With Epiphany celebrated last weekend, focus both here and abroad has been on the northern Portuguese village where tradition has it that children “as young as five” are encouraged to smoke cigarettes for two days of ‘celebrations’.
Jornal de Notícias agrees it is a custom that “divides opinions”, while other media sources claim it is a custom “not thought to exist elsewhere” and one which “no-one seems to have any idea where it came from or what it is meant to symbolise”.
The tradition is practised at every Epiphany (Night of the Three Kings) in Vale do Salgueiro, Mirandela.
Says the UK’s Daily Mail: “The legal age to purchase tobacco in Portugal is 18 but nothing prohibits parents from giving cigarettes, and Portuguese authorities do not intervene to stop the practice”.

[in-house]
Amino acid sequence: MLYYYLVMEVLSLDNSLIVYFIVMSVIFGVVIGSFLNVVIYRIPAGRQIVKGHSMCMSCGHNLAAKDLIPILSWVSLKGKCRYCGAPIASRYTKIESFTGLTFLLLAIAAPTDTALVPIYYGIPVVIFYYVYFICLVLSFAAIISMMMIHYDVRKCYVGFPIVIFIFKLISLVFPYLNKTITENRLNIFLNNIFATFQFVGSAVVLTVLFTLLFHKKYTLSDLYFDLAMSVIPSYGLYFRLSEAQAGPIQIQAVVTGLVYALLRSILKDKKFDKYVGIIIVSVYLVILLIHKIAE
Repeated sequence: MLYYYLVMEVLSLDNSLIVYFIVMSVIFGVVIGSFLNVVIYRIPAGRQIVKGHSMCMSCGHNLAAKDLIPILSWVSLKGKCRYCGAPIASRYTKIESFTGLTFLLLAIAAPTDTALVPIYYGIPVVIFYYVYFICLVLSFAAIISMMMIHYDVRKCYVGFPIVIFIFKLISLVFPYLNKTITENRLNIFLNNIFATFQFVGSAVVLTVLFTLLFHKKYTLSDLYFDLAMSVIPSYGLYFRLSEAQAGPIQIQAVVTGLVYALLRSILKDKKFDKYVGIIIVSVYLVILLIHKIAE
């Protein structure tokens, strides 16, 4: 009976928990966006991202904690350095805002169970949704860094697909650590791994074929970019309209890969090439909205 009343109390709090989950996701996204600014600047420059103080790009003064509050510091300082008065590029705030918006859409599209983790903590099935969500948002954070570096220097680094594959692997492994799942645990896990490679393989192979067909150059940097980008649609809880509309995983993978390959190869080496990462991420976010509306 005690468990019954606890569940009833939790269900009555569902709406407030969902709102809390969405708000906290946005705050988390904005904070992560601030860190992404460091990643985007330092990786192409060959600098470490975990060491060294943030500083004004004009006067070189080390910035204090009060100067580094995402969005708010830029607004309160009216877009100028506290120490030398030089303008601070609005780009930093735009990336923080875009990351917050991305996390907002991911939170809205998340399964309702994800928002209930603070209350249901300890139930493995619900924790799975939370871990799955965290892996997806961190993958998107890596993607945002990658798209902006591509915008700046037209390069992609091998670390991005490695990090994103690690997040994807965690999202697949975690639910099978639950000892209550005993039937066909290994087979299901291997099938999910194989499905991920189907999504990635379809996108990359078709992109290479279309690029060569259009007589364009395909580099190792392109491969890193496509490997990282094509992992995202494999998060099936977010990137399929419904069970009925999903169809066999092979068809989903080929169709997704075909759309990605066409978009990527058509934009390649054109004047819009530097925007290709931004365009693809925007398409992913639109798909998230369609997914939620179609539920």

A 35-year-old coffee shop owner told the paper that she sees no harm in giving her daughter cigarettes because “they don’t really smoke.
“They inhale and immediately exhale”, she said – while Sky News talked to a father who said his 10-year-old daughter “would likely smoke two to three packets of cigarettes during the days of celebration, a number he did not suggest was unusual in the town”
While the Mail accepted the tradition “causes and outcry and draws strong criticism from outsiders”, JN settled with ‘dividing opinions’, going on to describe other aspects of the two-day festival which involves wine, Celtic dancing and “the distribution of over 200 kilos of ‘tremoços’ (pickled lupin beans).
As one resident told RTP, just because children are allowed to smoke “does not mean they will take up the habit”.